Similar to many genetically complex diseases, such as rheumatoid arthritis, multiple sclerosis, and Crohn disease, recent high-throughput genetic studies in PBC have also identified dozens of novel disease-associated non-HLA variants.11–16 Overall, the non-HLA risk alleles were found in conjunction with genes related to immune functions (►Table 1), with important contributions from several immune pathways—these latter ranging from the antigen presentation and T-cell differentiation (class II HLA, IL12, IL12R, IL7R, CD80, STAT4, TYK2, SOCS1), the differentiation of myeloid cell lineage (IRF5, IRF8, SPIB, and IL-7R), to the B-cell function (SPIB, PLC-L2, IRF8, PLC-L2, CXCR5, IKZF3).17,18 These genetic variants are not specifically involved in one unique function.

Table 1 Nonhuman leukocyte antigen risk loci identified in at least one high-throughput genetic study of primary biliary cirrhosis (PBC) Locus


Odds ratio

P value

Candidate gene

Diseases sharing risk loci with PBC








































MS, CeD, Vit

















































































































































Abbreviations: CD, Crohn disease; CeD, celiac disease; MS, multiple sclerosis; PS, psoriasis; RA, rheumatoid arthritis; SARC, sarcoidosis; SNP, singlenucleotide polymorphism; SLE, systemic lupus erythematosus; SSc, systemic sclerosis; T1DM, diabetes mellitus type 1; UC, ulcerative colitis; VIT, vitiligo. a For each locus, results are from the study with strongest evidence of association. Seminars in Liver Disease

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Genetic factors in PBC are further suggested by a strong female preponderance and a higher risk for disease development in female relatives of PBC patients.19–30 It has been suggested that this may be at least partially related to sex chromosome defects because many genes involved in immunological tolerance are located on the X chromosome.30–35 Although high-throughput genetic studies seem to exclude the presence of genetic aberrancies of the X chromosome in PBC, some recent data are disclosing a role for epigenetic modifications of the regulatory mechanisms of specific Xlinked genes.36,37 Epigenetic modifications such as DNA methylation may explain the environmental influence on individual susceptibility to PBC; further studies are needed to fully understand their role in the pathogenesis and female preponderance of PBC.38 In this review, we will mainly focus on the recent progress obtained with high-throughput genetic studies and studies of sex chromosomes and epigenetic abnormalities, and on how these data may transform the landscape of PBC research as well as our daily clinical practice with PBC patients.

Highlights from High-Throughput Genetic Studies The advent of genome-wide association technology has changed the landscape of genetics research in PBC, as well as in many other complex diseases, such as inflammatory bowel disease39 and diabetes.40 Genome-wide association studies allows for the identification of common genetic variants in a nonbiased fashion, based on the assumption that at least part of the genetic factors in many common diseases are attributable to a small number of common allelic variants present in more than 5% of the general population.41 These studies generally analyze millions of common genetic variants in both known and unknown genes or regulatory regions, require a large sample size to avoid false-positive findings and because of the low effect size of most disease variants (odds ratios ¼ 1.1–1.4),42 and have to include a replication of strongest associations in independent casecontrol panels. Large and well-characterized patient cohorts for genetic studies of PBC have been recently established in Europe, North America, and Japan, and four GWAS11–14 and two iCHIP-association studies15,16 revealed dozens of PBC-associated loci (►Table 1). These studies have provided important insights into the allelic architecture of PBC, and have shown that most of these genetic variants are not specifically involved in one unique function, but play an important role in several different immune pathways. For instance, IL-7R has a role in myeloid cell differentiation,43 but it also controls thymic CD8-lineage specification and peripheral naive Tcell homeostasis; it is also involved in the induction of Tcell activation.44 These studies also highlighted the considerable overlap of genetic susceptibility factors between PBC and several clinically associated autoimmune disorders. The identification of candidate genes at pleiotropic loci suggests that common pathways are involved in the pathogenesis of PBC as of other clinically associated disorders. These observations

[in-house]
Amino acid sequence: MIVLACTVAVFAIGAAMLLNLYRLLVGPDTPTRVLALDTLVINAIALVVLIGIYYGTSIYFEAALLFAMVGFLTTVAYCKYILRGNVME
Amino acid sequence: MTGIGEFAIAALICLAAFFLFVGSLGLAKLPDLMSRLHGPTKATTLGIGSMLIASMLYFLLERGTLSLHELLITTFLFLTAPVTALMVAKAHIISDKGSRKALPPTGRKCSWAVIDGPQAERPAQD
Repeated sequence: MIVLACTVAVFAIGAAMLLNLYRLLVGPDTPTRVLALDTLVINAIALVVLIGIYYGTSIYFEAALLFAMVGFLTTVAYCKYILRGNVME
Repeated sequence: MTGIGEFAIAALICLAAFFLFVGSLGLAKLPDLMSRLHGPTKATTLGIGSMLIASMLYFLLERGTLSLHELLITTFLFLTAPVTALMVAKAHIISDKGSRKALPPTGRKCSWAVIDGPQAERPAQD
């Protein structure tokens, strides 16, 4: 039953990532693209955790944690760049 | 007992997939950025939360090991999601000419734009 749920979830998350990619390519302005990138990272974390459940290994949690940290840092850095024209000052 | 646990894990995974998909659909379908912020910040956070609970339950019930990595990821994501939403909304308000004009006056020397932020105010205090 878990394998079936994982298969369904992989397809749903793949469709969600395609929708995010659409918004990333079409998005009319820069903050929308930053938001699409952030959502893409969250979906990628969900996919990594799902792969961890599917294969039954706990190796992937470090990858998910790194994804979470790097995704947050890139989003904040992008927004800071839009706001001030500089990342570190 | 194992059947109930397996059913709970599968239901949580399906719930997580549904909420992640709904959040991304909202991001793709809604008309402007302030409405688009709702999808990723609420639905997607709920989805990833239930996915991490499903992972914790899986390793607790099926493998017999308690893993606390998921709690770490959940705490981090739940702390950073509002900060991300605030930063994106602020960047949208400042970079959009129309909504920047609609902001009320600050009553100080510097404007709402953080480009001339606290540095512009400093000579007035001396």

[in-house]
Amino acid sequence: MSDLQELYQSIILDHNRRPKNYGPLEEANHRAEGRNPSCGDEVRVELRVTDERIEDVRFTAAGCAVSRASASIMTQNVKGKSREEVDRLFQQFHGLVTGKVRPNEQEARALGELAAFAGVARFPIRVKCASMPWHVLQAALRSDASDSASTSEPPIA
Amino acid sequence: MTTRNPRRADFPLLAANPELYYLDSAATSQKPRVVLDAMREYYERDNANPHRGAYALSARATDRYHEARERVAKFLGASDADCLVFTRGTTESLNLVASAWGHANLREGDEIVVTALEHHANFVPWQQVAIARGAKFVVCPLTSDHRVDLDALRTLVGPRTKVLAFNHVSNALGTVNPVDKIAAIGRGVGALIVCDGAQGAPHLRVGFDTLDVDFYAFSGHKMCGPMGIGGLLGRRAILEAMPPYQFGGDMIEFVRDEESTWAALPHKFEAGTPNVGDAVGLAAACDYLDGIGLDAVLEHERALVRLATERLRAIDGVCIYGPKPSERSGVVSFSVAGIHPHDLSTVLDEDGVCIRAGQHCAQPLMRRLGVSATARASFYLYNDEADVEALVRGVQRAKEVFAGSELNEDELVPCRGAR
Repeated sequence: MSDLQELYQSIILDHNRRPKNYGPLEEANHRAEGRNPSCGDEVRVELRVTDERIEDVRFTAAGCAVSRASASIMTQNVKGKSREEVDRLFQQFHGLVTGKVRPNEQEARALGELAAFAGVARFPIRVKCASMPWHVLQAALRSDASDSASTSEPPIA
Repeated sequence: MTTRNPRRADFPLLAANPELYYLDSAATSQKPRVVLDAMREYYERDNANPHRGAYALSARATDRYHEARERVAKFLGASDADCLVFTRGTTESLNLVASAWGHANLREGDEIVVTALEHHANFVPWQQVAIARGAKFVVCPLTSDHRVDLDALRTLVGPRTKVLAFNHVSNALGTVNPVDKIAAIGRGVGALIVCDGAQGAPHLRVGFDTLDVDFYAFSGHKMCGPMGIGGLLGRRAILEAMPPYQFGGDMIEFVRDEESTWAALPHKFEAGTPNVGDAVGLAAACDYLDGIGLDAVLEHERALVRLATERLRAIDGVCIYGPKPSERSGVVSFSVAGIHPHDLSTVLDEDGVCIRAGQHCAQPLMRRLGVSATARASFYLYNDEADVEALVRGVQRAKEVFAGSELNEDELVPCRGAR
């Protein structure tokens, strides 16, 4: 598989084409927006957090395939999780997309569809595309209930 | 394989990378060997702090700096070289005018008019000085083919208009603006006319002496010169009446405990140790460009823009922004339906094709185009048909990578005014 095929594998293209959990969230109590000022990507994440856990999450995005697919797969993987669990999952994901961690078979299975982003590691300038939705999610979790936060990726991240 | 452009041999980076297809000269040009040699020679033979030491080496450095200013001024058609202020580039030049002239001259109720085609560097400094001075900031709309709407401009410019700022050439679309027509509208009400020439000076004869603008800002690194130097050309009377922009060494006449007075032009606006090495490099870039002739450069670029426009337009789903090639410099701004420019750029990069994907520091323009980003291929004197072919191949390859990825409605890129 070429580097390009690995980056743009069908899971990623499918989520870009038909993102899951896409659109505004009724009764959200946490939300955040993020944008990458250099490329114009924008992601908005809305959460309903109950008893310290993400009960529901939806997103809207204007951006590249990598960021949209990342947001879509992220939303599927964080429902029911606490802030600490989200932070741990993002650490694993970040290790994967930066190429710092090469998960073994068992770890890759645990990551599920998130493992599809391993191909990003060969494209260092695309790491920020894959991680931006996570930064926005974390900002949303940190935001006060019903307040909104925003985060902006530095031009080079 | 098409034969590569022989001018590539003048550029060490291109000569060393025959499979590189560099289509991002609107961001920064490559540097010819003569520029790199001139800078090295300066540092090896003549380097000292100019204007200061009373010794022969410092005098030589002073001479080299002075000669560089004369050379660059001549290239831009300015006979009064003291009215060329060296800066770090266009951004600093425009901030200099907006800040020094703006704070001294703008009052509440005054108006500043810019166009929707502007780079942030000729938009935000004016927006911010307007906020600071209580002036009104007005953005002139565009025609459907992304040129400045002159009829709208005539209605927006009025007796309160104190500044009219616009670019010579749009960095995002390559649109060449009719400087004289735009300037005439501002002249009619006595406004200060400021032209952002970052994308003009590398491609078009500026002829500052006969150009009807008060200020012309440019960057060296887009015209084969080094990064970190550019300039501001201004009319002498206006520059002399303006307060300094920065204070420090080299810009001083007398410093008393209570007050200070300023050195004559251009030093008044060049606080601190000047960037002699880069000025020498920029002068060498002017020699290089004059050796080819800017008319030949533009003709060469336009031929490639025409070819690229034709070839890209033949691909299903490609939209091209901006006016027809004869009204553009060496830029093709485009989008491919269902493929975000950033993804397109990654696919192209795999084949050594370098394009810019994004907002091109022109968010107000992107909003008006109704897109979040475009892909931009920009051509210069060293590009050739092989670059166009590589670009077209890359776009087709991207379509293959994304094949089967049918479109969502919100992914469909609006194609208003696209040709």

Bianchi et al.

suggest that although distinct mechanisms might predispose to a particular phenotype/disease, there are unique immunologic pathways underling autoimmunity that should be targeted with novel drugs. Finally, as one of the major goals of high-throughput genetic studies is the identification of key pathways implicated in the pathogenesis of PBC, these studies could help to reveal novel therapeutic targets for this liver disease. Indeed, in PBC there is still a gap between our basic knowledge of the disease and novel therapeutic approaches. Ursodeoxycholic acid has been the only drug approved for PBC in the last two decades; however, a large number of new biologics merit further investigation in this disease to show their safety and efficacy.45 This is especially important because up to 40% of PBC patients do not respond to UDCA.1 Some of the pathways that may have therapeutic implications in PBC are reported below and are listed in ►Table 2.